Picture this: In a small dusty village, north of Shanghai, China, a baby is crying. Milk runs out of her mouth, out of her nose. Her mother’s dress is damp with it, this milk that her child can’t drink. The baby’s mouth is open wide, showing a large gap from the roof of her pink mouth, right up to the base of her little nose. It is called a cleft palate. It is the problem.
This tired mother has been desperately trying to feed her child for the past ten days. The baby is skin and bone. The baby is hungry. And this mother, so, so tired.
In a small dusty village, north of Shanghai, China, a mother wraps her baby in a faded green blanket. She kisses her child’s fingers and toes. She tries to feed her one last time.
Milk on the blanket, milk on the baby, milk on the mother.
The starving little body is placed in a basket, a bottle of milk beside her.
In a small dusty village, north of Shanghai, China, a mother is leaving her baby on the street, beside an overflowing bin and a rusty bicycle.
She kisses her forehead, then turns and walks quickly away.
There are about 700, 000 abandoned or orphaned children in China.
And at least 90 per cent of those children have a disability.
The top reason for abandonment?
Cleft palate syndrome. Curable. Not at all life threatening. And in certain parts of China, free to fix.
If you can get the help you need.
Orphanages in Shanghai are inundated with children with disabilities, ranging from cleft palate syndrome to club feet/hands, heart disease and brain disorders. It’s a huge problem, but no-one seems to be talking about it.
Most of the orphans come from provinces outside of Shanghai.
Essential Learning Group clinic director Fiona Yapp says: “The theme seems to be that families are needing to abandon their children in order for them to get the medical services they need. They would rather keep their child, but then they’d have to cover medical costs, and that’s not achievable for them.”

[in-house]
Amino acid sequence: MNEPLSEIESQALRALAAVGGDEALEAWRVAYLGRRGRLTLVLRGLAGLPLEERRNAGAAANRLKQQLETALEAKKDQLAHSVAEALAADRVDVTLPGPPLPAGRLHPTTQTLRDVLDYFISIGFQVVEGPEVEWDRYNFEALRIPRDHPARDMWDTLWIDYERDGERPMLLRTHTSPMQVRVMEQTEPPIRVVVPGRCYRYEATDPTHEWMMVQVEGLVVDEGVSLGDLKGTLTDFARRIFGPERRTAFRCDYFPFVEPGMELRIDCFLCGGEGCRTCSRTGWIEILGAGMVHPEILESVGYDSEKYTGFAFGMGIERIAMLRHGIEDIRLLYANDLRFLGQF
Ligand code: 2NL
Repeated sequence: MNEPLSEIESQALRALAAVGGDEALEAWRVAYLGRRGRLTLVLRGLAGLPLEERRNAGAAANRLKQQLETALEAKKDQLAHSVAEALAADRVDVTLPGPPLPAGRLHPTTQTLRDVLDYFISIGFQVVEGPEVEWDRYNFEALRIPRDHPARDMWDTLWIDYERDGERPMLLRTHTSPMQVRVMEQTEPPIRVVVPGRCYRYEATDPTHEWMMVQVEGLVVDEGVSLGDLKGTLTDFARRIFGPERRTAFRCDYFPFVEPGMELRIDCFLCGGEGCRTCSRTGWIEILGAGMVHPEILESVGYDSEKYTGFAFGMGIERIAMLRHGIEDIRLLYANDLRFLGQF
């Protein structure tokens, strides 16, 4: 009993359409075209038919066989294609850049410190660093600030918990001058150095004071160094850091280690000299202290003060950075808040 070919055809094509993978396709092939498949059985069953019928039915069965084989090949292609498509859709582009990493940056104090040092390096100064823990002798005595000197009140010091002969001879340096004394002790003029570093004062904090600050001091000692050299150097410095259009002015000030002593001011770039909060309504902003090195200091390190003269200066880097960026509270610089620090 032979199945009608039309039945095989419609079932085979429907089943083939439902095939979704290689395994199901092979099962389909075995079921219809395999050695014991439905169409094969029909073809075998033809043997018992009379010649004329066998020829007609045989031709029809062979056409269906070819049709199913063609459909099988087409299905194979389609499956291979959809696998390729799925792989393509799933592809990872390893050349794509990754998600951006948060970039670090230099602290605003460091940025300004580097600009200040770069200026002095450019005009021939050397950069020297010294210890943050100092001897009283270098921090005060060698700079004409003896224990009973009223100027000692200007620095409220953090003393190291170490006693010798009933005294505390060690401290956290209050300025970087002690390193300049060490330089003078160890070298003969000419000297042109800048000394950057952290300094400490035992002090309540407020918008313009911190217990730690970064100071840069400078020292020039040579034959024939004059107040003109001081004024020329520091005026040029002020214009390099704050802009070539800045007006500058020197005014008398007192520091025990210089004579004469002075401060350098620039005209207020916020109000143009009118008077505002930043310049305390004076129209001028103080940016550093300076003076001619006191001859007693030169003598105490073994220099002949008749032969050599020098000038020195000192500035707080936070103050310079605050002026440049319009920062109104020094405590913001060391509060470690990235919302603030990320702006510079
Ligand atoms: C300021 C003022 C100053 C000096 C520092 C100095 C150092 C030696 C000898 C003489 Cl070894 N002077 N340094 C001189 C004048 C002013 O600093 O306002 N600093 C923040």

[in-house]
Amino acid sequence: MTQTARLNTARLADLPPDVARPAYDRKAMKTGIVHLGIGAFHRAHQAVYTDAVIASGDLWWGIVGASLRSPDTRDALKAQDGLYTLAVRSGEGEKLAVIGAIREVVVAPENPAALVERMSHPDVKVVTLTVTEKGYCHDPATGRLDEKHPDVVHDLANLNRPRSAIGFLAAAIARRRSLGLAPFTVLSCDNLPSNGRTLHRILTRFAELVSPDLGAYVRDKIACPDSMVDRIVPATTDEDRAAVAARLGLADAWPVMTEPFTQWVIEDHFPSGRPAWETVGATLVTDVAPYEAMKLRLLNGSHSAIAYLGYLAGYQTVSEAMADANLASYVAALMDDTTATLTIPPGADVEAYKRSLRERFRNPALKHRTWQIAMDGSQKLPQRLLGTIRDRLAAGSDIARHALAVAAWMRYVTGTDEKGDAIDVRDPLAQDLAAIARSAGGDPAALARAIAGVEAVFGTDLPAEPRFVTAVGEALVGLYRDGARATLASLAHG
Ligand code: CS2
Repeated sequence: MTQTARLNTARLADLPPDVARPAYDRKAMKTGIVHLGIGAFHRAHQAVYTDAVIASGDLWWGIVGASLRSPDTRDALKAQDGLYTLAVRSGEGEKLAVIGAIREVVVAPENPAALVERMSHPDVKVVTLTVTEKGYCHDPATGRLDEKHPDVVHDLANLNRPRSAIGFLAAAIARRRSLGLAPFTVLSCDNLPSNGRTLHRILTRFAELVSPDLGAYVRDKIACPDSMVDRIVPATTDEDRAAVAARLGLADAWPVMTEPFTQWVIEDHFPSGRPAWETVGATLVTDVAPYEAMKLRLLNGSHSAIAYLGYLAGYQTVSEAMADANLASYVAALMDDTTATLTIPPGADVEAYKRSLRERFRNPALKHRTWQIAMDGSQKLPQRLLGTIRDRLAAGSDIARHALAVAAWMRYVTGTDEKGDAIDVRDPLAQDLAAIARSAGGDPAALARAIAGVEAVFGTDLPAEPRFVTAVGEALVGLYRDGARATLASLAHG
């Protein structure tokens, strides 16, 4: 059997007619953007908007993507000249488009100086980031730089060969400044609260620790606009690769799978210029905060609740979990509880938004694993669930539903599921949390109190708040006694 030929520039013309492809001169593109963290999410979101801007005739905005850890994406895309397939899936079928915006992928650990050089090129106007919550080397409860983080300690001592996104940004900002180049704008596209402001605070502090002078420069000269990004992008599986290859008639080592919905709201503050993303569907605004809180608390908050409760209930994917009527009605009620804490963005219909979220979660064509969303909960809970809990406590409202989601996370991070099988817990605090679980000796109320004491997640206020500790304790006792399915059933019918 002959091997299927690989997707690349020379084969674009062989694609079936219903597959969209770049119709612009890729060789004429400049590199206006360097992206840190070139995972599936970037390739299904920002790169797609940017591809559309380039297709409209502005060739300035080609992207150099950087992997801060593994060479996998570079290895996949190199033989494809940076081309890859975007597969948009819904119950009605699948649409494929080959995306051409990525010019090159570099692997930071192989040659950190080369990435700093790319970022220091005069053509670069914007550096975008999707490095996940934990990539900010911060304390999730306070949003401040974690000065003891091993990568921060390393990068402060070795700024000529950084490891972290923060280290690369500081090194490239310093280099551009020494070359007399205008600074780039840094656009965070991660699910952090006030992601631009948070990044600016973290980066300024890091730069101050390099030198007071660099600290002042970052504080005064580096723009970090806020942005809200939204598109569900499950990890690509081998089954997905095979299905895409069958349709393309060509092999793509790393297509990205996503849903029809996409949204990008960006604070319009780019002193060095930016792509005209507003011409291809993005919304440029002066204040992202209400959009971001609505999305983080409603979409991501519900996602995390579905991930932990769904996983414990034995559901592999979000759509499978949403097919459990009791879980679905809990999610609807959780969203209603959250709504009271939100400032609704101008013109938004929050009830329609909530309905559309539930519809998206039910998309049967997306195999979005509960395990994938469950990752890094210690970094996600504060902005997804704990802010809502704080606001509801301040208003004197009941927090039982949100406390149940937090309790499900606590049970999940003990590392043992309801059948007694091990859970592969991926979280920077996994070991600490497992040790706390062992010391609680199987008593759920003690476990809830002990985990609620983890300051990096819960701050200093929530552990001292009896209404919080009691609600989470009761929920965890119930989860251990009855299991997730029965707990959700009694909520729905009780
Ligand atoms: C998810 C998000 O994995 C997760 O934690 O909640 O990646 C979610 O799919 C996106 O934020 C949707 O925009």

The Essential Learning Group is an organisation offering support in both Shanghai and Guangzhou, providing an alternative to mainstream education for children with special needs, and a broad range of services including behaviour therapy, social work and counselling.
Yapp says a lack of resources and the large gap between the middle class and poorer communities means they can only really provide help to expats and local families who are not impoverished.
“Our program is fee paying,” she says. “So we tend to only have local families who are not impoverished. There’s a lack of support for the more rural and local people with disabilities in China, and their families. There’s a gap.”
Fudan University student and vice president of volunteer group Eyes for You, Violet Sunjiayue, shares this view.
“There are two factors related to this problem of abandoning,” she says. “One is the large gap between the rich and the poor in the cities and the rural areas. In the rural areas their economic development is slow, so disabled people cannot be provided with a lot of help… The second factor is a disabled child cannot provide money, and requires a lot of money from the family. It’s unfair to the rest of the able children, so the parents choose to abandon them.”
So it seems there is a range of disability support on offer, but only if you are in the right social position to accept it.
Most of the charity groups concerned with disability are non-government organisations, meaning they are non-for-profit and run separately to and without support from the government. But in China you need a license to form a non-government organisation, and Yapp says this license is difficult to get.